A sound artist, field recordist and researcher with a love for heritage sites, ruins and buildings at risk.


I wait in anticipation for the audience to breathe. No one wants to break the silence, not even a cough from a normally disinterested listener cracks the air.

He captured them all. 10 seconds could have passed at the end of his encore before a single clap triggered the wave of nervous supporters. It was a song for his grandmother, and it was so quiet and fragile, that it seemed to pass away as it arrived, drifting into silence.

Before seeing Ólafur Arnalds, I had spent the day with a close friend from my MA, a fellow sound artist, visiting a gallery, wondering about the shops and stopping for tea. We used the concert of a mutual inspiration as a means to ensure we met up after a long time apart, living different yet interestingly similar lives, only at the other side of England from one another.

I had finished a long weekend of work, tired and on edge, a day in London was exactly what I needed. It was at the National Gallery, with the very friend who showed me the opportunity online thinking it was well suited to me, that I received some life changing news. I had been selected for an SEAHA Studentship, which involved a fully paid and funded MRes and PhD with University College London and the University of Brighton. The project was titled ‘3D 5G Immersive Audio for Urban Outdoor Heritage Contexts’, and I would begin in September this year (I will add more about this opportunity as it progresses). Words couldn’t describe how exciting this was, and it was wonderful to get the great news with my friend there with me.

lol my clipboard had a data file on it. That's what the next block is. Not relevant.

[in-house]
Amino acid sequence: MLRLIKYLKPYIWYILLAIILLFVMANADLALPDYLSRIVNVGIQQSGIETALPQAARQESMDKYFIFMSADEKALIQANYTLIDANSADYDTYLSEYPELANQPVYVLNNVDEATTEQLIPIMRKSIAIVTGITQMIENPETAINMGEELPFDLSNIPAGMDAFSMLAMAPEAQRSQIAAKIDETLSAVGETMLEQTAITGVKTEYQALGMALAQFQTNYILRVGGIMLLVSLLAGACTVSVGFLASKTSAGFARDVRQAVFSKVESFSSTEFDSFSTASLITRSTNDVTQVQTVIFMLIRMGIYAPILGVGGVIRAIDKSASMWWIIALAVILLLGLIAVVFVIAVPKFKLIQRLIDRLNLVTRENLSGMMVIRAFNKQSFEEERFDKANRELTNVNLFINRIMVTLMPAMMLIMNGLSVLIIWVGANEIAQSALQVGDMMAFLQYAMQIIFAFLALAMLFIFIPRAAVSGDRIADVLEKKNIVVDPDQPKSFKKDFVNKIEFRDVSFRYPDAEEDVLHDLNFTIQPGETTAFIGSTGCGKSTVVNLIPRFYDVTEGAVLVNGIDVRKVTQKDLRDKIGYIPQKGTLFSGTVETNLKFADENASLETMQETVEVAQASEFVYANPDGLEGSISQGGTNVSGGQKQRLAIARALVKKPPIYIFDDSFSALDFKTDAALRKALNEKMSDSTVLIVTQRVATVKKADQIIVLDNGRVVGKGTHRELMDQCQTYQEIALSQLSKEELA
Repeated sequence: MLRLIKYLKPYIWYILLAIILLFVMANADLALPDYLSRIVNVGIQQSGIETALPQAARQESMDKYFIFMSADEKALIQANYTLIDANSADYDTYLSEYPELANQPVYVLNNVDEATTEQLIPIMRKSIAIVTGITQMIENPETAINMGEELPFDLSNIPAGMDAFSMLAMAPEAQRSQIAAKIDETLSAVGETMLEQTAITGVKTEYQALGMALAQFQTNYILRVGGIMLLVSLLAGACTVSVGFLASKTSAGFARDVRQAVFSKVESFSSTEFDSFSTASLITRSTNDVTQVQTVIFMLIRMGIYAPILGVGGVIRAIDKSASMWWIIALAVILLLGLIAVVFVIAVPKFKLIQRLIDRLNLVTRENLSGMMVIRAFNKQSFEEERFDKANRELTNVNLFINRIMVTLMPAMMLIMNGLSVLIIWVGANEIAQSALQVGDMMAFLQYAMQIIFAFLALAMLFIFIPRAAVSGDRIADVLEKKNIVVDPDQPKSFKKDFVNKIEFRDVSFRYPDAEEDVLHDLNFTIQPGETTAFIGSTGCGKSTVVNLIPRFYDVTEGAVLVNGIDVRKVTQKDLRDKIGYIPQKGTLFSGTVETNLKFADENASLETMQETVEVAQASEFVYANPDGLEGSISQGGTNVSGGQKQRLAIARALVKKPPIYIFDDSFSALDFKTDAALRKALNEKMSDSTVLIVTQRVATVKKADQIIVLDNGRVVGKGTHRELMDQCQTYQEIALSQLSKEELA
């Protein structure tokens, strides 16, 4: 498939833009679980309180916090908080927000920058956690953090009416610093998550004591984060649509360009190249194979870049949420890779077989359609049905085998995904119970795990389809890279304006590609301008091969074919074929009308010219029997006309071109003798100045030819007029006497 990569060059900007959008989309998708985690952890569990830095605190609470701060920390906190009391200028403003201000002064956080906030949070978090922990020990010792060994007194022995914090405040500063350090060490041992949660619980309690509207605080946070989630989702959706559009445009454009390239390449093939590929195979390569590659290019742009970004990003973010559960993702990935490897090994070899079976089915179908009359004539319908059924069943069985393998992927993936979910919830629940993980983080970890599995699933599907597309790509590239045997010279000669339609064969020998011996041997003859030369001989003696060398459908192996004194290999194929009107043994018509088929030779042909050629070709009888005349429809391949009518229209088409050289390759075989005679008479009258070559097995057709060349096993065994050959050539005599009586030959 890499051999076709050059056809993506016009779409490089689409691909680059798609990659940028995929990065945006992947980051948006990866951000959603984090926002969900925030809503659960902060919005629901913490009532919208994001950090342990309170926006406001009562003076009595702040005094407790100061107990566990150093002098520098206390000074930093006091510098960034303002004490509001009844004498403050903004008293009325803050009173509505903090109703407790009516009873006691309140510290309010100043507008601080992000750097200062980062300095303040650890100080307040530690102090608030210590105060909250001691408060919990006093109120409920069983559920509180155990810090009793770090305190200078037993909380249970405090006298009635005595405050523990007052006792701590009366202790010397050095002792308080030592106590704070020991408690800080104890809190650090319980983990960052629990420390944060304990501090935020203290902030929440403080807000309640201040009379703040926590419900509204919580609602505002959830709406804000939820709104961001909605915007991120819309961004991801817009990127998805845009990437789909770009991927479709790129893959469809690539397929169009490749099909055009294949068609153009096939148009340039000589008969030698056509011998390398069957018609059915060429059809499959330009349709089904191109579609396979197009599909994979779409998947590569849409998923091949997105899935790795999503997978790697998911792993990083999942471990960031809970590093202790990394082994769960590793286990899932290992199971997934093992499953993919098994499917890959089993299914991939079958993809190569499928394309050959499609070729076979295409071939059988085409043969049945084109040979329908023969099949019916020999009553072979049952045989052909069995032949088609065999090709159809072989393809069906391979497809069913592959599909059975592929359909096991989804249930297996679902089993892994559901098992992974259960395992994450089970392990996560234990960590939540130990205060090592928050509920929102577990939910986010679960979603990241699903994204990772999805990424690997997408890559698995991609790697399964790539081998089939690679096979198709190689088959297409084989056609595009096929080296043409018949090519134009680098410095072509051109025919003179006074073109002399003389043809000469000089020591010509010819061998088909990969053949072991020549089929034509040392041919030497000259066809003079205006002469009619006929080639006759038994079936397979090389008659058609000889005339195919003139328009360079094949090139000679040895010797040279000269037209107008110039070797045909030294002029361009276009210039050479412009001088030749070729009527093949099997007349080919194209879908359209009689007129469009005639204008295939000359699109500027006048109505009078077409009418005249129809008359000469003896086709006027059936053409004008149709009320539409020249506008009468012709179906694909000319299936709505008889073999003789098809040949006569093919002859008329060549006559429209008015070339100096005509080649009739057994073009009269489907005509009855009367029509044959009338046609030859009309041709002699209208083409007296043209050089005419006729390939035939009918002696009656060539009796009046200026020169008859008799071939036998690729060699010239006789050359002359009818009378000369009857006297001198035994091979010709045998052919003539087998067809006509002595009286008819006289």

Both of us too tired to go out drinking in celebration before the concert, we had a cup of tea and rested, then made our way to the Royal Albert Hall to see our favourite composer.



We had our own little box on the upper second level, with an amazing view of the whole hall and the stage. The performance was by far one of the best I had seen of it’s kind, with the lights and two upright player pianos playing in sequence triggered by Ólafur’s notes, and some very talented string musicians and a percussionist thrown into the mix.



The atmosphere was incredible, and there was something really exhilarating about the quiet; at moments when it was just Ólafur playing. He used absence to sustain his presence, playing off the distance so many listeners would be from the source of sound. You had to really listen, to really focus, to hear the softness of notes when his music reached its quietest points. This was deliberate, engagement that wasn’t for the faint hearted. The Royal Albert Hall is made for large sounds, and it was daring of him move from a centre stage baby grand, to sit there on an upright piano, and be so small. He said it had been his dream to play there; and to someone like me, I understand the honesty of ending a dynamic performance as simply a man, back to the audience, playing his upright piano.



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